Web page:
Liam Ridge

Liam Ridge BSc (Hons)

Lecturer in Biomedical and Healthcare Science


I am a developmental biologist interested in the processes that underpin the formation of the heart and wider cardiovascular system during embryogenesis. My work seeks to contribute towards advancing knowledge that will inform the discovery of novel therapeutic strategies to repair and regenerate injured cardiac tissue.


My research interests centre on investigating the cells and molecular signals that contribute to the manifestation of both congenital and acquired heart disease. I completed my BSc (Hons) in Cell Biology at Durham University before undertaking my PhD in Developmental Biology at the University of Manchester (2012-2016). Before joining Sheffield Hallam, I conducted my postdoctoral research in at the UCL Great Ormond Street Institute of Child Health (2016-2021).


Department of Biosciences and Chemistry

College of Health, Wellbeing and Life Sciences

I teach on a range of undergraduate and postgraduate modules for both our full time and degree apprenticeship students, including areas of cell and molecular biology, genetics, anatomy and physiology, disease pathology, and the research design process. 

Courses taught 

I currently teach on our BSc (Hons) Biomedical Science, Human Biology and Biology courses, as well as the BSc (Hons) Healthcare Science degree apprenticeship 

Modules taught 

I am the module leader for 'Fundamentals in Healthcare Science' and 'Research Methods'.


I have developed a broad range of research interests including cardiac development and regeneration, coronary vessel formation and function, cell migration and invasion, and the role of extracellular matrix in the developing and adult heart. Predominantly, my work has centred on the utilisation of animal models (mouse, chick) to investigate the molecular mechanisms that underpin the origins of congenital heart malformations, specifically in relation to 22q11.2 deletion (DiGeorge) and CHARGE syndromes.

More recently, I have developed a 3D cell culture model to interrogate the signalling pathways involved in these processes outside of the embryo. Some highlighted publications relevant to this work are listed below.

Collaborators and Sponsors

Dr Mari Herigstad (SHU), Dr Prachi Stafford (SHU), Dr Samrein Ahmed (SHU)


Journal articles

Ridge, L., Kewbank, D., Schütz, D., Stumm, R., Scambler, P.J., & Ivins, S. (2021). Dual role for CXCL12 signaling in semilunar valve development. Cell Reports, 36 (8).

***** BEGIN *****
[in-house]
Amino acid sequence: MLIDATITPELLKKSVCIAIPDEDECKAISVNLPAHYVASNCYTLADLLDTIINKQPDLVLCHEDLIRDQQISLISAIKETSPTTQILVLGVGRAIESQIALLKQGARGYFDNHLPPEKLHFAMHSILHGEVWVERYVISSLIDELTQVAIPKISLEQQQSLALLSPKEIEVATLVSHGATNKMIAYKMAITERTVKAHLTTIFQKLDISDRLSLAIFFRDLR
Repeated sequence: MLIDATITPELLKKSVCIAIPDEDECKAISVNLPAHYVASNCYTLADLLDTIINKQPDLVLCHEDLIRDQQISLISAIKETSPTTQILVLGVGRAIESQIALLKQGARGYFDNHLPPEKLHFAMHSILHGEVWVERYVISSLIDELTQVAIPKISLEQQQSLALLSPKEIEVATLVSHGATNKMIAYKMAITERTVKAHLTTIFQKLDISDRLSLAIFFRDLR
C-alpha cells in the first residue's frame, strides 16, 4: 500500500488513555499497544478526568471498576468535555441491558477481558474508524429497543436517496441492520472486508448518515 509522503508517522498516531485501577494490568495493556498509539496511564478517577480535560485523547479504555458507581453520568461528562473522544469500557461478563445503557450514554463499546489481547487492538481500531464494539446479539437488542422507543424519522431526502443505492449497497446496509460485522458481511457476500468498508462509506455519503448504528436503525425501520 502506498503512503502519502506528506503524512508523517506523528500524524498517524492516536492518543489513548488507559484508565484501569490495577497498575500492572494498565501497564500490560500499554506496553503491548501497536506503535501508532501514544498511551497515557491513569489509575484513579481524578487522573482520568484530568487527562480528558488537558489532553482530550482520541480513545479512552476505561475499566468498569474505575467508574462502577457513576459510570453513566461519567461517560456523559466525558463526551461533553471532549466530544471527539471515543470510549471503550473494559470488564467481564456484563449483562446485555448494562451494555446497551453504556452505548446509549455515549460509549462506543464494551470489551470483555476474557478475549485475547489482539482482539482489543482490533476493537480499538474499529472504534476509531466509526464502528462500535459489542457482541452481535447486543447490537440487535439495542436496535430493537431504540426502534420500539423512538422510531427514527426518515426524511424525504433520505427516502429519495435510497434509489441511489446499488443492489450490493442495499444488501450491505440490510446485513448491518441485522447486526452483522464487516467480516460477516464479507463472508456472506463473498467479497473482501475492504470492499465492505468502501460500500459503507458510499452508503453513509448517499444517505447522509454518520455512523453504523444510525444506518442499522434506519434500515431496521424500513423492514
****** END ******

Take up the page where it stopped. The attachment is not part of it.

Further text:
Page, M., Ridge, L., Gold Diaz, D., Tsogbayar, T., Scambler, P.J., & Ivins, S. (2018). Loss of CXCL12/CXCR4 signalling impacts several aspects of cardiovascular development but does not exacerbate Tbx1 haploinsufficiency. PLOS ONE, 13 (11).

Ridge, L.A., Mitchell, K., Al-Anbaki, A., Shaikh Qureshi, W.M., Stephen, L.A., Tenin, G., ... Hentges, K.E. (2017). Non-muscle myosin IIB (Myh10) is required for epicardial function and coronary vessel formation during mammalian development. PLOS Genetics, 13 (10), e1007068.

Ridge, L., Tenin, G., Barnes, E., Wright, J., & Hentges, K. (2017). Investigating the role of the epicardium in heart development: insights from the EHC mouse [abstract only]. Microcirculation, 24 (1).

Clowes, C., Boylan, M.G.S., Ridge, L., Barnes, E., Wright, J.A., & Hentges, K.E. (2014). The functional diversity of essential genes required for mammalian cardiac development. genesis, 52 (8), 713-737.

Clark, S.J., Ridge, L., Herbert, A.P., Hakobyan, S., Mulloy, B., Lennon, R., ... Day, A.J. (2013). Tissue-Specific Host Recognition by Complement Factor H Is Mediated by Differential Activities of Its Glycosaminoglycan-Binding Regions. The Journal of Immunology, 190 (5), 2049-2057.

Keenan, T.D.L., Clark, S.J., Unwin, R.D., Ridge, L., Day, A.J., & Bishop, P.N. (2012). Mapping the Differential Distribution of Proteoglycan Core Proteins in the Adult Human Retina, Choroid, and Sclera. Investigative Opthalmology & Visual Science, 53 (12), 7528-7538.

Conference papers

Ridge, L., Tenin, G., Barnes, E., Wright, J., & Hentges, K. (2016). Investigating the role of the epicardium in heart development: insights from the EHC mouse [Abstract only]. The Toxicologist, 150 (1), 197.

Other activities

External MSc Project Supervisor, University of Chester

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